Jackson (47) Varney (81)
Jonathan Obika's stoppage time header won the game for the Addicks, sending both the fans and Chris Powell absolutely mad with joy. A competitive game in which Charlton held their own, competed throughout, and deserved their victory.
The same XI that beat Bolton lined up for Charlton against a Leeds side struggling for points, and finally rid of everyone's favourite Colin, Neil Warnock. The game was a vital one for both sides, given they were poised 4 and 5 points above the dreaded drop zone before kick off. Despite the prospect of a cagey affair, Charlton played some of their most fluent football of the season. Leeds, given Warnock had drilled the outfit, were very physical, often pushing off opponents when going for headers. But the home side stood up to the test and created a number of chances throughout.
Leeds started the better side, with a cute backheel opening up the back four, but the shot came to nothing. Further pressure caused pockets of restlessness among the crowd, but the general tone of encouragement could be heard, and fortunes picked up for the home side. The chief outlet of opportunity for Charlton was Yann Kermorgant, so often the talismanic fighter leading the line, fighting for the ball. He won so many headers, but the most impressive aspect was his technical ability in controlling the ball in the air and laying it off. He threatened to release Fuller and Harriott with his sublime play, and although things didn't quite click, the free-flowing nature of Charlton's play once he'd won the ball was a joy to watch. On one occasion, he won the ball, escaped from the challenge, and skilled up a midfielder with a quick left right double tap. On another, he brought down a cross and attempted a mid-air left footed scissor-kick from the edge of the box, which wasn't quite powerful enough and was saved. Quite simply, I bloody love the man.
Two attacks stood out as the best chances hat fell to the home side. From a melee in the box from a set piece, Dervite hit a 12-yard left footed volley low towards the bottom left corner, which was seemingly well saved onto the post, and Michael Morrison spurned a glorious chance, blazing his close range left footer effort over the bar. The other chance was Harriott's, whose attacking skill worked himself some space before he drilled a fearsome shot, which at first, given I was sat directly in line with it, looked like it was flying into the top corner. But the ball swerved late and presumably decapitated an unfortunate Leeds supporter.
Half time was greeted with a welcoming, warm applause for the home side, who had impressed without being rewarded. Fuller was working well up front with Kermorgant, who continually won the ball to kick-start attacks.
Shortly after the break came a decisive moment in the game. Charlton worked the ball down the right, but it was defended, cleared as far as Hughes, 30-yards out. He lined up a shot, hitting it hard and low towards the left corner. It was a great effort, but the ball was blocked. Yet the ball looped to a totally unmarked Jackson, who controlled it, sized up his shot, checked if he was offside, sized the shot up again, and finally fired the ball gloriously home, over Paddy Kenny. The net bulged. Happiness.
I will admit, I thought he was offside. Whether he was from the moment of Hughes' shot, which matters, remains to be seen, but the linesman had an age to raise his flag, but didn't. Jackson seized his opportunity, scoring his 10th goal of the season. His finishing this season has been excellent.
Somewhat understandably, from the 50-odd-th minute when that goal went in, Charlton invested less players in attack, defending with more miners to preserve the lead. Few chances came at the Covered End, but a huge let-off came when Dervite completely missed his kick, allowing Steve Morison clean through on goal. Fortunately his rasping effort clipped the outside of the post and went wide.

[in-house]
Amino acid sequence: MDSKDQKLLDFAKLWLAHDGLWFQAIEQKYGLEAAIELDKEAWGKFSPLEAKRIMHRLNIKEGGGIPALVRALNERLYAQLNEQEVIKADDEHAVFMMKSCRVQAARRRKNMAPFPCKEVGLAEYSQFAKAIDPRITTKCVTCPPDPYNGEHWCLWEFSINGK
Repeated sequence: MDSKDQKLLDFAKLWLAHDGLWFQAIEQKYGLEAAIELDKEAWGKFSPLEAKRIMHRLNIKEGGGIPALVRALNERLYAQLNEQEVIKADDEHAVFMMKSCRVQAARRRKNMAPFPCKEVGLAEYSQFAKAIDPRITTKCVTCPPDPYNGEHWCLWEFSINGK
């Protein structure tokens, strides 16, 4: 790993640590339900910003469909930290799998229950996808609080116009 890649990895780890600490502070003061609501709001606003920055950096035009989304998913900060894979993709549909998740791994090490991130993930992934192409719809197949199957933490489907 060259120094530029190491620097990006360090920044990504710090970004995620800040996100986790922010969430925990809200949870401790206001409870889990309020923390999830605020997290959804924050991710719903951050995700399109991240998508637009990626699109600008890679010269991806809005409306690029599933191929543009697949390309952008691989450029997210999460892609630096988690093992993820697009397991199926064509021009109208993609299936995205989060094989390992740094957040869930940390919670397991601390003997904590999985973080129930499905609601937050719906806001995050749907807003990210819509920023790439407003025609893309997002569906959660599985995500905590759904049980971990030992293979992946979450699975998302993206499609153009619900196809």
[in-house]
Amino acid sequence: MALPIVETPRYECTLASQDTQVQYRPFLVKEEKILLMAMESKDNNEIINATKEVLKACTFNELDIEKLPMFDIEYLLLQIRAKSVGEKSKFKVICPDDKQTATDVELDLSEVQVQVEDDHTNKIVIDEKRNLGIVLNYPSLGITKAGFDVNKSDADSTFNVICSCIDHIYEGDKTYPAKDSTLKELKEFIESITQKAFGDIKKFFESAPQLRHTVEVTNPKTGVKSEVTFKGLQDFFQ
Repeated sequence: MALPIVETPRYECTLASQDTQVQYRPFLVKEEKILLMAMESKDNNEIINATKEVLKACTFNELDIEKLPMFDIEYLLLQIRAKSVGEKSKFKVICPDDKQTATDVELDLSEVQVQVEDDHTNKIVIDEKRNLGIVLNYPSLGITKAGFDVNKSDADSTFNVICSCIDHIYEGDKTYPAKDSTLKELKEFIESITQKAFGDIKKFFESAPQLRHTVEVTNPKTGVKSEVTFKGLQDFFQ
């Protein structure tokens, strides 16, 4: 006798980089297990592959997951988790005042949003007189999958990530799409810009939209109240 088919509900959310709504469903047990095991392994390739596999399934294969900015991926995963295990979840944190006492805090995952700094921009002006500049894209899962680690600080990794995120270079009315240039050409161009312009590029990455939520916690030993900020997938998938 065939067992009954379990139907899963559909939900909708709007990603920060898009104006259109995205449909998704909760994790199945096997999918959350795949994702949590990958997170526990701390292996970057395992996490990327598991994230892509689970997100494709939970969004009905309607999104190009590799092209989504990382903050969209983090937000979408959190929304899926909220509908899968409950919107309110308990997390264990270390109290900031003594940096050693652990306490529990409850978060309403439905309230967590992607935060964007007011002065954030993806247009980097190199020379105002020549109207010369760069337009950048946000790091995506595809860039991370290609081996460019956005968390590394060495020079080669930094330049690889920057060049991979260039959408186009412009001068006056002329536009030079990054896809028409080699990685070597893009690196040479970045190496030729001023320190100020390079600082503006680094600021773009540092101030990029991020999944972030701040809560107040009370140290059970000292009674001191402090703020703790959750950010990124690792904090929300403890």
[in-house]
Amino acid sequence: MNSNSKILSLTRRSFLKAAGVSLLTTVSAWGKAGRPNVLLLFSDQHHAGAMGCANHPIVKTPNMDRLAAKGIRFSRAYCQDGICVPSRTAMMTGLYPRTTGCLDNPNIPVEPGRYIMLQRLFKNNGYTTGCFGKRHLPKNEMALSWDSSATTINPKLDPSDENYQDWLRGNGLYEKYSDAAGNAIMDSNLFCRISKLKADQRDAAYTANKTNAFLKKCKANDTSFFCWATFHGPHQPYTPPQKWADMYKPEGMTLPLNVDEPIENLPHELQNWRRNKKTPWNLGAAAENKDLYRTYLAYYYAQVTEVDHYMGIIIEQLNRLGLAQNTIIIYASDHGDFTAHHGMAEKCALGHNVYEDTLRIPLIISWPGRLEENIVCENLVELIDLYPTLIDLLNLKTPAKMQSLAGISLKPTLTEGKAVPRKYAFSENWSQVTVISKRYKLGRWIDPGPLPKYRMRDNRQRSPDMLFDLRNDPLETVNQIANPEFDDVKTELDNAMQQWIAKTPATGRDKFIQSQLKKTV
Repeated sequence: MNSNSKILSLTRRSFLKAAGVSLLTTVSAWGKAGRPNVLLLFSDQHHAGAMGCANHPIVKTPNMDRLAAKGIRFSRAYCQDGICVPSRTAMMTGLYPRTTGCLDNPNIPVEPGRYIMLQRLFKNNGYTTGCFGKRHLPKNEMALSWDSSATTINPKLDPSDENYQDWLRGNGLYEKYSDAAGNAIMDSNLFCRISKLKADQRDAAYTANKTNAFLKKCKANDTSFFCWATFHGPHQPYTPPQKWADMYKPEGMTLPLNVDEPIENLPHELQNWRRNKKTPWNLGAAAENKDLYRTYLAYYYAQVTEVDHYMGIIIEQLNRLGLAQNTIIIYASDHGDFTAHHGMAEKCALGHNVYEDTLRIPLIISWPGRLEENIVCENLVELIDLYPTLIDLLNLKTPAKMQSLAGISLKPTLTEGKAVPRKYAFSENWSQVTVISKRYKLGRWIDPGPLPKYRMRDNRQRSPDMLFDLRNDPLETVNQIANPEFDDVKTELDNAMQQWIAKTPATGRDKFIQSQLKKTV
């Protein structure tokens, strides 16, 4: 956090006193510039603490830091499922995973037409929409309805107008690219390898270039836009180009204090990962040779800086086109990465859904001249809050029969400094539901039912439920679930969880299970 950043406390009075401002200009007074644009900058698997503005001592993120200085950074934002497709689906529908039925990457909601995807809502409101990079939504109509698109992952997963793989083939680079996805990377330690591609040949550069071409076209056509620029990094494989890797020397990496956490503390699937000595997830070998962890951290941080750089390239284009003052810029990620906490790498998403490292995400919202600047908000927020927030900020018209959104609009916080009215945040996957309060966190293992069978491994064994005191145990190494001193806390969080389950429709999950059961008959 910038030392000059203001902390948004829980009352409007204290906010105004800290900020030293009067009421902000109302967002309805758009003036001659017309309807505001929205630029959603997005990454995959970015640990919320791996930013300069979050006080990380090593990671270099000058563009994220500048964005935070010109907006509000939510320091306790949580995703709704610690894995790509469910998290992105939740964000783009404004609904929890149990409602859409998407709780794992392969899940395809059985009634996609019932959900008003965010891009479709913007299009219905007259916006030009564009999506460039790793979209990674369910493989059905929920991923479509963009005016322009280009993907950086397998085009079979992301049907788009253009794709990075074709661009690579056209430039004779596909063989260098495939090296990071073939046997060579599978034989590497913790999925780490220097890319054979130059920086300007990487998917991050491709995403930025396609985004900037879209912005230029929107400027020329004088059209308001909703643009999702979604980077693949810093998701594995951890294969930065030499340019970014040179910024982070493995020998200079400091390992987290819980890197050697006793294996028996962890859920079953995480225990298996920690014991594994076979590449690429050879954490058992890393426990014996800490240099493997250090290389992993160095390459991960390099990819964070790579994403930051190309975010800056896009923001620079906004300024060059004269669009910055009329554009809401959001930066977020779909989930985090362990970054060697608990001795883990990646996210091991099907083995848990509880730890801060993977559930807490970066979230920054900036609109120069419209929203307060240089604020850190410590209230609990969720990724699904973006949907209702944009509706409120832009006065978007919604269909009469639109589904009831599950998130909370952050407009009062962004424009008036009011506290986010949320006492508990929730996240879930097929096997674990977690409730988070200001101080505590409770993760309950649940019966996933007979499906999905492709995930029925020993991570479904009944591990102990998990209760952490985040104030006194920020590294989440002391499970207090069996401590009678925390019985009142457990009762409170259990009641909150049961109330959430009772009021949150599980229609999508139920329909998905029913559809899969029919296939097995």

The free-flowing attacking play of the first half was shelved as time progressed, replaced by the frantic defending we have grown so familiar with. I meet hasten to criticise Powell, but it did seem too early to call off the assault on the Leeds goal, given how many chances had been created. The change on 75 minutes seemed worse than it actually was. Kerkar was introduced in place of Ricardo Fuller, back to his troublesome best up front, but clearly tiring. You thought immediately that Powell had decided on 4-5-1, but actually Harriott had been sent up front to play ahead of Kermorgant. Still, shortly after the substitution, Leeds scored a somewhat predictable goal. The ball pinged around the box, and with the Addicks unable to decisively clear the ball, substitute Luke Varney shot, which dipped below the bar having taken a deflection off Andy Hughes of all people, landing in the far corner of the net. To be fair to him, he celebrated initially but ceased quickly, respecting the home crowd that had welcomed him on (largely) positively. But 1-1 with little time left in the game. Nerves returned, badly.
Harriott was quickly withdrawn and replaced by Jonathan Obika, who'd had a frustrating time since joining on loan from Spurs. Inexplicably, and somewhat ironically, a small pocket of 'supporters' behind booed him. Sensible.
Charlton reignited their attacking desire, suddenly creating fresh chances. Leeds seemed to have accepted the point, bringing Michael Brown on to kick people in midfield. He was booked inside 30 seconds for a dreadful lunge on Kermorgant. Chances came: Kermorgant headed a Kerkar cross wide. Another cross saw Yann hauled to the ground, as defenders resort to doing given his aerial prowess, with the ball eventually finding its was to Chris Solly, who fired a shot from the edge of the box agonisingly across goal, and wide. Not long after, he had another shot from a similar area, this time slightly closer to the goal, which he really should have scored. It was agony. Obika had worked well down the right and got into a position on the byline to cut the ball back, but the defence cleared up and defied the home side again.
4 additional minutes were declared, but this coincided with an injury to Lee Peltier, and an ensuing substitution, delaying the start of the injury time by about 2 minutes. All hope seemed lost, but Charlton didn't give up. They worked the ball into the left hand corner of the pitch, winning a throw-in. Wiggins flicked the ball to Kerker from the throw, who immediately gave the ball back. Wiggins looked up at his options in the box, before looking down again and swinging across a powerful but perfectly weighted right footed cross. Obika rose to meet the ball, which flicked his head when at maximum height, before slamming into the back of the net, top right corner. A late winner! WHAT A GOAL!